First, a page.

The really disappointing part about all of this is that, had they wanted to, the Edgar judges could have filled the YA novel shortlist with great mysteries. There were some fantastic YA mystery novels released in 2012 that didn’t get nominated at all, including: Slide by Jill Hathaway and I Hunt Killers by Barry Lyga. I highly recommend them both to readers and Edgar judges alike (reviews to follow in future blog posts). I Hunt Killers was nominated for the 2013 Horror Writers Association Bram Stoker Award for Best Young Adult Novel, so I’m hoping it wins there. The Stoker Award Winners are to be announced on 15th June 2013.
I wish I knew what went wrong with the Edgars this year, because in the past the Edgar Nominees list has actually proved to be a pretty reliable source of good mystery fiction. This was the reason why I decided to read all of this year’s nominees. Here are four past YA Edgar nominees and winners that prove that the judges’ decisions aren’t always misguided:
Shelter by Harlan Coben (2012 Nominee)
Coben is best known for his series of adult novels about sports agent turned detective Myron Bolitar, but in Shelter, Coben turns his attention to Bolitar’s 16 year old nephew, Mickey, who has come to live with his uncle following the death of his father and is equally talented when it comes to solving mysteries; in this case, the disappearance of Mickey’s girlfriend. Coben’s highly enjoyable and often hilarious style translates well to YA fiction, and an overarching plot centring on a secret organisation that may have been involved in the death of Mickey’s father is likely to keep this series going for several more books to come.
Reality Check by Peter Abrahams (2010 Winner)
Cody’s life is going well. He’s the quarterback on the school football team and dating Clea, the smartest girl in school in his small town of Little Bend, Colorado. All that changes, however, when Clea’s father sends her away to boarding school in Vermont; the couple break up; and Cody has a career-ending football injury. Then, one day, Cody learns that Clea has gone missing from her new school. Determined to find her, he travels across country to join in the search, and in the process, uncovers a number of secrets the townsfolk would rather remain hidden. This is a solid and suspenseful mystery that benefits from well-developed characters courtesy of an extended set-up before Clea’s disappearance.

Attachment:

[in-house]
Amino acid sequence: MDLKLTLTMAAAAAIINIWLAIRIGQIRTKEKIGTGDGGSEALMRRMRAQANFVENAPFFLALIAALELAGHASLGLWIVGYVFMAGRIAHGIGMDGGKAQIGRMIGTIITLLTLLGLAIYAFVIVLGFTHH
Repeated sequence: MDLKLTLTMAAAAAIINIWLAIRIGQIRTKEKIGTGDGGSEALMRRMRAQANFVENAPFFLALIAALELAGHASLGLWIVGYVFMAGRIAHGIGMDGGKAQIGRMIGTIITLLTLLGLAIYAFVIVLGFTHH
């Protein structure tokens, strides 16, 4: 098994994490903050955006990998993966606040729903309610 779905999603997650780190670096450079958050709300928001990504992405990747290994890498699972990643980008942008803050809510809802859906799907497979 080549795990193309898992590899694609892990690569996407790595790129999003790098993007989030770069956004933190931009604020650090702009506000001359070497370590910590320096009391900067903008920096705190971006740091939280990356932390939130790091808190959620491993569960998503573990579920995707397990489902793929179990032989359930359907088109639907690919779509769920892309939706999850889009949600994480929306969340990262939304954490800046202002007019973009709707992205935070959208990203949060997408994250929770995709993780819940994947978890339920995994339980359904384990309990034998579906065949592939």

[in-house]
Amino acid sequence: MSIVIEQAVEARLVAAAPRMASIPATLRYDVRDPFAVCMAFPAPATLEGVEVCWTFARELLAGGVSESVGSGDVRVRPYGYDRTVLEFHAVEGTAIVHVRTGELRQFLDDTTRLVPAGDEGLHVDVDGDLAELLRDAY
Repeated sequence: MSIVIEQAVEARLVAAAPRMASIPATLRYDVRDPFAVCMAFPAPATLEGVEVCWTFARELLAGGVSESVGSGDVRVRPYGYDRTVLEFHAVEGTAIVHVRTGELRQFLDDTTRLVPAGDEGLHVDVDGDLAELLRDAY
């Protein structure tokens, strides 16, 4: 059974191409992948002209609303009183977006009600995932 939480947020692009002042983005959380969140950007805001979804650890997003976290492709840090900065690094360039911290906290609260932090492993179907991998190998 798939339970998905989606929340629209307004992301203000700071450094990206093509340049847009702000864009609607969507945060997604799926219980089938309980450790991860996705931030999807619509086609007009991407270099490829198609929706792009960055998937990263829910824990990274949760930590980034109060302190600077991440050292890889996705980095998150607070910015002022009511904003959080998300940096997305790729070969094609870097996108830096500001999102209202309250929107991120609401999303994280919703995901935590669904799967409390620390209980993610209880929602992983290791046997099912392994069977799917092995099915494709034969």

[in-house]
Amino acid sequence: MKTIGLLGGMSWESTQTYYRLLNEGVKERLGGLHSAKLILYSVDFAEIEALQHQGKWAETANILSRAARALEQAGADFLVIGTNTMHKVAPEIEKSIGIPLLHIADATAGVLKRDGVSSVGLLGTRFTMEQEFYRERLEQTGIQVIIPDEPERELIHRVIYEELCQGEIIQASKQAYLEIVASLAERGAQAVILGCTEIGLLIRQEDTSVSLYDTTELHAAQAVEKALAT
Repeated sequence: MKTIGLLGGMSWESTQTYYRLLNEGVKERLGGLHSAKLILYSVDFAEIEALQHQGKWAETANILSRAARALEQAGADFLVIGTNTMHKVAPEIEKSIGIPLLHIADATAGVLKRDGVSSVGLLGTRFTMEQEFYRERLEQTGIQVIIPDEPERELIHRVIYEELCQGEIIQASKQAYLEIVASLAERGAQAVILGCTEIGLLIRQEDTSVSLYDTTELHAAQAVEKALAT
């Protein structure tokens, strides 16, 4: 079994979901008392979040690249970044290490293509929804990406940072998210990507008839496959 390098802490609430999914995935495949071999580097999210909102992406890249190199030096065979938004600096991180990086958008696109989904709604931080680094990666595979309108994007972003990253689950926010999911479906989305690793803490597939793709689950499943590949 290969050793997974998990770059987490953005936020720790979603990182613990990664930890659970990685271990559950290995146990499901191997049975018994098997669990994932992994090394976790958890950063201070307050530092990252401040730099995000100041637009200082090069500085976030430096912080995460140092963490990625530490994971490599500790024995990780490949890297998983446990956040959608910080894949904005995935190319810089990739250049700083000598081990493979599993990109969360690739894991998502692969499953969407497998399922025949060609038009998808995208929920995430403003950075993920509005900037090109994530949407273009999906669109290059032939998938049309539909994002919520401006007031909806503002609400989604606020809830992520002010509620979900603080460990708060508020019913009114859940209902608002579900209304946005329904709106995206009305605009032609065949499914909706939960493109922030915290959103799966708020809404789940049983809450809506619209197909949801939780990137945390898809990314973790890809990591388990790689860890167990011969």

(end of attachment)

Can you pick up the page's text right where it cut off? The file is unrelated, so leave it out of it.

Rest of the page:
The Morgue and Me by John C. Ford (2010 Nominee)
To earn some money before going off to college, high school graduate Christopher gets a job as a janitor in the local morgue. But when a body shows up listed as a suicide that even Christopher can tell was murdered, and the town sheriff is the prime suspect, Christopher teams up with Tina, an ambitious young newspaper reporter, to get to the bottom of the apparent conspiracy. John C. Ford’s debut novel is full of twists and turns and a strong sense of humour. The highlight for me was Christopher’s younger brother, Daniel, a primary school aged genius who may one day take over the world.
Down the Rabbit Hole by Peter Abrahams (2006 Nominee)
When Cracked-Up Katie, an eccentric local woman in Echo Falls is found murdered, 13 year old Ingrid Levin-Hill decides to follow in the footsteps of her hero, Sherlock Holmes, and investigate. Ingrid is everything you wish you were as a child, but probably weren’t: a smart, soccer-playing, aspiring actress with detective skills to rival Nancy Drew. Like any kid, she makes mistakes, but her flaws make her human – and drive the story. She is essentially an older version of Ruby, the nine year-old detective of Abrahams’s earlier adult novel, The Tutor, and it’s easy to see why Abrahams decided to use her as the star of his first foray into YA fiction. In spite of Ingrid’s young age, Abrahams never talks down to his audience, so this book will appeal to readers of all ages, not just 13 year olds.